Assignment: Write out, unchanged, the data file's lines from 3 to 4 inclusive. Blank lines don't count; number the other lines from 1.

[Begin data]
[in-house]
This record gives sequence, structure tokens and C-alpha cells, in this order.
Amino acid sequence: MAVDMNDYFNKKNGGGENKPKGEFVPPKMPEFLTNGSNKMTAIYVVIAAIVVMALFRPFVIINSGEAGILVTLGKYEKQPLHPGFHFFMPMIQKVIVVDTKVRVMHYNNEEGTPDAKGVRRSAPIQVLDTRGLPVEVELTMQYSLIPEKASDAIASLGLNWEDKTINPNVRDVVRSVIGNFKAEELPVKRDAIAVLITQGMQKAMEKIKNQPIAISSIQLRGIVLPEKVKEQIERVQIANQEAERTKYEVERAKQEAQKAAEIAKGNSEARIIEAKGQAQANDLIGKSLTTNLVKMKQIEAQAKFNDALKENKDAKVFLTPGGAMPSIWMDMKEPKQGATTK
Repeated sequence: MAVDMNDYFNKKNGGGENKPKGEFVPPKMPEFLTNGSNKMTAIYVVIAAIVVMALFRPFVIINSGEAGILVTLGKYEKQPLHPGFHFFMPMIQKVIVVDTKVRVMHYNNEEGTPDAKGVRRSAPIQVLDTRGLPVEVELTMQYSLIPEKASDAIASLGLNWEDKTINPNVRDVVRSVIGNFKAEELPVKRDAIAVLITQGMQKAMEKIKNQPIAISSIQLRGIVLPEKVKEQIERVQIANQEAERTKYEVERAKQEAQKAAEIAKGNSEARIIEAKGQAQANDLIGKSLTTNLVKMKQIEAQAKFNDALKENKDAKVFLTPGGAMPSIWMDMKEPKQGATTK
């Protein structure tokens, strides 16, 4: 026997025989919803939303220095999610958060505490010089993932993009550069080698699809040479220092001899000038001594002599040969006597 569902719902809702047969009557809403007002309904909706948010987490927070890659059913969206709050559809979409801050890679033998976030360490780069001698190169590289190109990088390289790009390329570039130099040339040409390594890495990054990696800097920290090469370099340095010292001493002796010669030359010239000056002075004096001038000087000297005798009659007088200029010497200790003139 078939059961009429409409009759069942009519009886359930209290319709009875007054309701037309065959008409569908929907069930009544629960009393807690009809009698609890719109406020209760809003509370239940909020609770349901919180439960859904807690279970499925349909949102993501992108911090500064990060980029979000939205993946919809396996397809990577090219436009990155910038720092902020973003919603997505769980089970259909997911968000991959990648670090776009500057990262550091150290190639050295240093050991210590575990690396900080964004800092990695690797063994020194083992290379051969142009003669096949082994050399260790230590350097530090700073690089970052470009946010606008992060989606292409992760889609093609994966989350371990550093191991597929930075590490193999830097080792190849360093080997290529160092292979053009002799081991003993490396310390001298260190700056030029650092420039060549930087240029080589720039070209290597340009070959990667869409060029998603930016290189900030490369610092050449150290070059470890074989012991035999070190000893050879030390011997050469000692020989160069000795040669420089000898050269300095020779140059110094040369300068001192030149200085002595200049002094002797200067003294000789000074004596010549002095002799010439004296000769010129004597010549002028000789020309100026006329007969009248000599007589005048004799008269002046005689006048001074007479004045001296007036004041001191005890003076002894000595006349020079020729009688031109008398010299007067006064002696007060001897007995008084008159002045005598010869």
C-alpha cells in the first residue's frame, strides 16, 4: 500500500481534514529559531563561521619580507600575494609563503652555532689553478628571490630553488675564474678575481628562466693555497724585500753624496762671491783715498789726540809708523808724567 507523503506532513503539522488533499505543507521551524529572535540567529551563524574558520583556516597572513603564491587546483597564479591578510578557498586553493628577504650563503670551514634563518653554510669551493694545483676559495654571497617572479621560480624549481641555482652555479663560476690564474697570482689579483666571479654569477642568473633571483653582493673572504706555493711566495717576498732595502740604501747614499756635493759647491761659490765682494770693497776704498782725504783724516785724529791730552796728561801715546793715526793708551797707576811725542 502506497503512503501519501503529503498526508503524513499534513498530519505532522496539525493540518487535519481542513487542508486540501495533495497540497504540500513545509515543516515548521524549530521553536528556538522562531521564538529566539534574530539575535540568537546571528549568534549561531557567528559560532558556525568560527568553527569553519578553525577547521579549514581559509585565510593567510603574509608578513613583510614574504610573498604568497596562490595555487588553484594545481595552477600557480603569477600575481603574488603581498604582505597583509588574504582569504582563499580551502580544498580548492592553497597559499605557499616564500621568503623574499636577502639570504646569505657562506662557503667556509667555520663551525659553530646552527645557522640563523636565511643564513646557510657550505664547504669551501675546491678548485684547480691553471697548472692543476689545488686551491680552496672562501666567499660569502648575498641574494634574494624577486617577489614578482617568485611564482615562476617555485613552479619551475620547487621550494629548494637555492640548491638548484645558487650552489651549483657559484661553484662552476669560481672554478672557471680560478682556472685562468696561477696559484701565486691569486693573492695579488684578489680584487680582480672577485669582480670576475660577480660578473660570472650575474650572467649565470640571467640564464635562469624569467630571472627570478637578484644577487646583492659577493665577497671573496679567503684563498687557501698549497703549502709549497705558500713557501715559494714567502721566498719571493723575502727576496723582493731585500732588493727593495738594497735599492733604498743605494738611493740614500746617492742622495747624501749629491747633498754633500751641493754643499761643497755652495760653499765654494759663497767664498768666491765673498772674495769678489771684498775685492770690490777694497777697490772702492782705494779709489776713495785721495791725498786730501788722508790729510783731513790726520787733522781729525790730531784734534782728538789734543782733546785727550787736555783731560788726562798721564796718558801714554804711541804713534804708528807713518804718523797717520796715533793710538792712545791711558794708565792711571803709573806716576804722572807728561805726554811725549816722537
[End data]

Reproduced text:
Amino acid sequence: MAVDMNDYFNKKNGGGENKPKGEFVPPKMPEFLTNGSNKMTAIYVVIAAIVVMALFRPFVIINSGEAGILVTLGKYEKQPLHPGFHFFMPMIQKVIVVDTKVRVMHYNNEEGTPDAKGVRRSAPIQVLDTRGLPVEVELTMQYSLIPEKASDAIASLGLNWEDKTINPNVRDVVRSVIGNFKAEELPVKRDAIAVLITQGMQKAMEKIKNQPIAISSIQLRGIVLPEKVKEQIERVQIANQEAERTKYEVERAKQEAQKAAEIAKGNSEARIIEAKGQAQANDLIGKSLTTNLVKMKQIEAQAKFNDALKENKDAKVFLTPGGAMPSIWMDMKEPKQGATTK
Repeated sequence: MAVDMNDYFNKKNGGGENKPKGEFVPPKMPEFLTNGSNKMTAIYVVIAAIVVMALFRPFVIINSGEAGILVTLGKYEKQPLHPGFHFFMPMIQKVIVVDTKVRVMHYNNEEGTPDAKGVRRSAPIQVLDTRGLPVEVELTMQYSLIPEKASDAIASLGLNWEDKTINPNVRDVVRSVIGNFKAEELPVKRDAIAVLITQGMQKAMEKIKNQPIAISSIQLRGIVLPEKVKEQIERVQIANQEAERTKYEVERAKQEAQKAAEIAKGNSEARIIEAKGQAQANDLIGKSLTTNLVKMKQIEAQAKFNDALKENKDAKVFLTPGGAMPSIWMDMKEPKQGATTK